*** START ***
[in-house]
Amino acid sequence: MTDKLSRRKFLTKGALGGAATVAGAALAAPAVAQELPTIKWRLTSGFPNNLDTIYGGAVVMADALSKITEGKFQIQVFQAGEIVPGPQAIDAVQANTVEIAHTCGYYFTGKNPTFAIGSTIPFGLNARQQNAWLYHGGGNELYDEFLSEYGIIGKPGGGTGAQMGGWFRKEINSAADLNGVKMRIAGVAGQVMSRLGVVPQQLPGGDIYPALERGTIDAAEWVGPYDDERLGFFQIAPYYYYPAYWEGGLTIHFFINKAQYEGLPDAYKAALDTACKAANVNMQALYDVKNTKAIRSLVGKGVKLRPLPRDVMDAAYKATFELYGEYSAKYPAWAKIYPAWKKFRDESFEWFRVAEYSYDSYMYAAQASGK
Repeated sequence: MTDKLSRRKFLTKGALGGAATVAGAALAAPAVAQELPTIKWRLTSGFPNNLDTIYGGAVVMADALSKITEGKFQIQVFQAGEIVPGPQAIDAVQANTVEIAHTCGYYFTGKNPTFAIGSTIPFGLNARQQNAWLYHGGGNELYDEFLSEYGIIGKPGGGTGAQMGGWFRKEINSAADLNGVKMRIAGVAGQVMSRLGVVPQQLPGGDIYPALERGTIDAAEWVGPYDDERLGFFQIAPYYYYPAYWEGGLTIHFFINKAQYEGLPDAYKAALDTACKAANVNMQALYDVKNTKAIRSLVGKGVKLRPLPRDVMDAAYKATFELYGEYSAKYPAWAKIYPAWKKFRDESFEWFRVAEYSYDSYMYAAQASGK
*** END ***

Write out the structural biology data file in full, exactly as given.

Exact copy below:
[in-house]
Amino acid sequence: MTDKLSRRKFLTKGALGGAATVAGAALAAPAVAQELPTIKWRLTSGFPNNLDTIYGGAVVMADALSKITEGKFQIQVFQAGEIVPGPQAIDAVQANTVEIAHTCGYYFTGKNPTFAIGSTIPFGLNARQQNAWLYHGGGNELYDEFLSEYGIIGKPGGGTGAQMGGWFRKEINSAADLNGVKMRIAGVAGQVMSRLGVVPQQLPGGDIYPALERGTIDAAEWVGPYDDERLGFFQIAPYYYYPAYWEGGLTIHFFINKAQYEGLPDAYKAALDTACKAANVNMQALYDVKNTKAIRSLVGKGVKLRPLPRDVMDAAYKATFELYGEYSAKYPAWAKIYPAWKKFRDESFEWFRVAEYSYDSYMYAAQASGK
Repeated sequence: MTDKLSRRKFLTKGALGGAATVAGAALAAPAVAQELPTIKWRLTSGFPNNLDTIYGGAVVMADALSKITEGKFQIQVFQAGEIVPGPQAIDAVQANTVEIAHTCGYYFTGKNPTFAIGSTIPFGLNARQQNAWLYHGGGNELYDEFLSEYGIIGKPGGGTGAQMGGWFRKEINSAADLNGVKMRIAGVAGQVMSRLGVVPQQLPGGDIYPALERGTIDAAEWVGPYDDERLGFFQIAPYYYYPAYWEGGLTIHFFINKAQYEGLPDAYKAALDTACKAANVNMQALYDVKNTKAIRSLVGKGVKLRPLPRDVMDAAYKATFELYGEYSAKYPAWAKIYPAWKKFRDESFEWFRVAEYSYDSYMYAAQASGK